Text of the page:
A key temporary bankruptcy-related response to the pandemic was reimplemented and extended with the passage of the Bankruptcy Threshold Adjustment and Technical Corrections Act (the “Act”) which extends the Sub-Chapter V debt limit increase for qualifying businesses to $7.5 million for another two years.

Prior to the pandemic, the Small Business Reorganization Act that created Subchapter V contained a maximum debt threshold for eligibility of $2.7 million. As the COVID-19 pandemic raged, Congress made a significant change to Subchapter V in an effort to provide relief to more businesses, especially small businesses. As part of the CARES Act passed in 2020, Congress raised the debt cap for Subchapter V eligibility from $2.7 million to $7.5 million.

The increased debt limit expired in March. However, on April 7, the Senate passed the law, followed by the House of Representatives on June 7. The law now awaits President Biden’s signature, confirming the increased Sub-Chapter V debt limit until it expires two years after it was signed into law.

As the pandemic wanes and interest rates rise, more businesses may need Chapter 11 protection to avoid creditor collection efforts that become more aggressive as the need to collect delinquent loans, rent arrears and other outstanding obligations are becoming more acute and government assistance programs, including moratoriums on evictions and foreclosures, are expiring. In an effort to address this issue, Congress passed the bipartisan law, restoring the increased debt limit to $7.5 million for small businesses choosing to file for bankruptcy under Subchapter V, and also increasing the debt limit for people filing for Chapter 13 bankruptcy protection at $2.75. million.

Raising the Sub-Chapter V debt limit could have significant ramifications for creditors. The increase in the debt limit means that more small businesses will be able to take advantage of the more debtor-friendly provisions of Subchapter V of Chapter 11, including accelerated business sequencing and the ability to avoid absolute priority rule. These, and other Subchapter V provisions, significantly reduce the ability of creditors to have a say in small business Chapter 11 proceedings and underscore the importance of creditors being actively involved. as soon as possible to protect their interests.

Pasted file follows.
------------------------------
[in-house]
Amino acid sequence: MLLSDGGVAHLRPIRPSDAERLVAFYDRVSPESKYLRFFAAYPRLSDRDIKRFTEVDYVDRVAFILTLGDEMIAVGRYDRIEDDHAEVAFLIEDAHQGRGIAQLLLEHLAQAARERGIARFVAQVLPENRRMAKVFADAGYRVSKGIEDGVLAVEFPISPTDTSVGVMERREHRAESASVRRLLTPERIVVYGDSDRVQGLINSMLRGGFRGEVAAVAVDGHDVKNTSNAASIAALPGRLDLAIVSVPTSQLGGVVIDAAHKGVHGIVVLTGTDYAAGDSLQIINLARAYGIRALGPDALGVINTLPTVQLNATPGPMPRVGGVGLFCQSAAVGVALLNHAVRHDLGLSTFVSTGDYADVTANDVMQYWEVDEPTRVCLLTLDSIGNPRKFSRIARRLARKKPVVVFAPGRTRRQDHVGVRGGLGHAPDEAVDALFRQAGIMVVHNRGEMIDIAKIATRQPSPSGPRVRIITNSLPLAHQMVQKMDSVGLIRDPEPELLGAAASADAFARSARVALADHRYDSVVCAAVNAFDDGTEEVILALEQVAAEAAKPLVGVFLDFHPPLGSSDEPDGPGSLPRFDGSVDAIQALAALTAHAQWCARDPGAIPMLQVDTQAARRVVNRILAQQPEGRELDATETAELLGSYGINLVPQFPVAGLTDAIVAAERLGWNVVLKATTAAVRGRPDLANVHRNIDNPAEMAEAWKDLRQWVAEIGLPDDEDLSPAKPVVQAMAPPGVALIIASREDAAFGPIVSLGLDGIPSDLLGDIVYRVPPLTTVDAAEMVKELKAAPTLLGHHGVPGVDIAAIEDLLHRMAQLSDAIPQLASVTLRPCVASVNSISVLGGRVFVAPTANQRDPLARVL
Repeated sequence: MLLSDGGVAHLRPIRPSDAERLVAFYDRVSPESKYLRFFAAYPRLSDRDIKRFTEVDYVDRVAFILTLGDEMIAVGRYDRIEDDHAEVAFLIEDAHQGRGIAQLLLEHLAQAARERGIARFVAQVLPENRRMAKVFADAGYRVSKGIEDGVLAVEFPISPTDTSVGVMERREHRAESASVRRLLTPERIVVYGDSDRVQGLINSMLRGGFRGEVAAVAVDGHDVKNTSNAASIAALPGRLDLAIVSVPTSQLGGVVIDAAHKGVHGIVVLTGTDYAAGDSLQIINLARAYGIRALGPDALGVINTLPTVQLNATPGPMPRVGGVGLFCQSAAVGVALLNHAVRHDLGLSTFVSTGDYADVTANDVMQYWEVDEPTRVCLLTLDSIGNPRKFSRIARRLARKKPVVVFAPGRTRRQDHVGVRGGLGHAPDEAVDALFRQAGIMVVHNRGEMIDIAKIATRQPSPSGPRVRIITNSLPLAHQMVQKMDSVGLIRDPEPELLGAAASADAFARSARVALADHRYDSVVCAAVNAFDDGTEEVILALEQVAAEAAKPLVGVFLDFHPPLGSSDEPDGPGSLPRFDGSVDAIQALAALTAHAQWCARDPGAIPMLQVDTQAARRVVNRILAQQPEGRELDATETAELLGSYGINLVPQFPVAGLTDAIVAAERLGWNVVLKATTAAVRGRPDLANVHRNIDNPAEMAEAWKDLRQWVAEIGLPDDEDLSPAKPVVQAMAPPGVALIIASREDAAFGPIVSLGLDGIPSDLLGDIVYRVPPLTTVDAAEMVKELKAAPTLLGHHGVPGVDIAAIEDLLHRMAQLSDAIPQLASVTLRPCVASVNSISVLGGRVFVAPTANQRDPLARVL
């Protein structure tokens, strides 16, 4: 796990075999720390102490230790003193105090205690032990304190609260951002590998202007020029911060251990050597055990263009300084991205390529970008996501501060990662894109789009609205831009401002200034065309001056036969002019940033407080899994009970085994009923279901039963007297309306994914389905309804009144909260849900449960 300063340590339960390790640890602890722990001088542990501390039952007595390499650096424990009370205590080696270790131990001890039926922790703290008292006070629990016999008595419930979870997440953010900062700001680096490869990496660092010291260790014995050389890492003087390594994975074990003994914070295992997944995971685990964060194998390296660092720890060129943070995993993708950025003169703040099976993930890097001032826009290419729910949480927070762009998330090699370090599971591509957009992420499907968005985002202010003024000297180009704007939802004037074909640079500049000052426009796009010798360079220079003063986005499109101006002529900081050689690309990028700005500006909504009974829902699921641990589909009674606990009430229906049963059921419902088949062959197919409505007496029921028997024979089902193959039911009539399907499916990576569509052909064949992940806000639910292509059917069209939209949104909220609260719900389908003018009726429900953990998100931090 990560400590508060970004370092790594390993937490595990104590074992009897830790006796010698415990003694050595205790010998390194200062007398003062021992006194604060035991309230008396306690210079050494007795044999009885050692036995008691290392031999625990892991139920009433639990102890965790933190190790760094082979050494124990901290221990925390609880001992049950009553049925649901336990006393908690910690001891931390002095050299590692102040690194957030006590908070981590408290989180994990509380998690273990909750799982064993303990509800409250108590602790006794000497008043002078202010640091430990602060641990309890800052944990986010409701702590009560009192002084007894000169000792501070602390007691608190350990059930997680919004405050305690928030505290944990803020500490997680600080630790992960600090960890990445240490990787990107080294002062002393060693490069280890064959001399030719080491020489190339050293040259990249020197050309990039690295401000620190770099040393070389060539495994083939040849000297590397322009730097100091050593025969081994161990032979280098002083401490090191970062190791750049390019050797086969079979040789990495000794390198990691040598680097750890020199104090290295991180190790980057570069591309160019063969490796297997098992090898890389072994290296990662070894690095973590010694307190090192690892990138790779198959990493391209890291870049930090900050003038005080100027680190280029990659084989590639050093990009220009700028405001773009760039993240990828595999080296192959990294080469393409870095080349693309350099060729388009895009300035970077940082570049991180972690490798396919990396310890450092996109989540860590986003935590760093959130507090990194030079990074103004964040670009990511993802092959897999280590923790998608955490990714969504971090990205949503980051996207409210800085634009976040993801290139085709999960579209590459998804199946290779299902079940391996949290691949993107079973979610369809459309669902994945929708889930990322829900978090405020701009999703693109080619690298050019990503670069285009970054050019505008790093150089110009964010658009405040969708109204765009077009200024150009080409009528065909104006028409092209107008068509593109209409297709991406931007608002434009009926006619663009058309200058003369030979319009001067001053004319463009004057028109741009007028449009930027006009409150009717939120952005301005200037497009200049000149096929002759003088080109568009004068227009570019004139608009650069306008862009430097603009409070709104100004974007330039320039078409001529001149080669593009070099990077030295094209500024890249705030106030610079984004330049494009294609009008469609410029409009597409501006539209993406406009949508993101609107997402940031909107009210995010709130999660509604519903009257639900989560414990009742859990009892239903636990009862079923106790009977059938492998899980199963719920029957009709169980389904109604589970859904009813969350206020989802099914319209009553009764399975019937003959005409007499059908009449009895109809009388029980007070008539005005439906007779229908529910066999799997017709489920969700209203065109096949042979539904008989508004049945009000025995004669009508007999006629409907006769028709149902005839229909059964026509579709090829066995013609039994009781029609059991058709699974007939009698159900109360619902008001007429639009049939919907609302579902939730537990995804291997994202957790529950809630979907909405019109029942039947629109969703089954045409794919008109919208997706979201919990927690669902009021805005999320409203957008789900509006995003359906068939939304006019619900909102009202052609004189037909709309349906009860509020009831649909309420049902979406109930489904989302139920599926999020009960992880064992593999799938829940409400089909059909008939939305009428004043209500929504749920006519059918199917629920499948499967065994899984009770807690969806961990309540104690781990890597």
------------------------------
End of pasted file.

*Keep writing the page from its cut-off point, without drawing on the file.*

The increase in the debt limit for people seeking Chapter 13 protection is perhaps less significant, but still impactful. Like the change to Subchapter V, the increased debt limit under Chapter 13 lowers the eligibility bar. With more debtors registering under the new Chapter 13 debt limit, there is potential for fewer individual Chapter 11 filings, forcing creditors to find themselves increasingly embroiled in Chapter 13 cases.

Bankruptcy filings have remained at historic lows during the pandemic and under the CARES Act. Thus, increased eligibility alone is not likely to trigger additional filings. However, increased eligibility coupled with expiring COVID-era subsidies and rising interest rates should have an effect. Whatever the future holds, it can be expected that Subchapter V and Chapter 13 cases will comprise a greater share of new filings.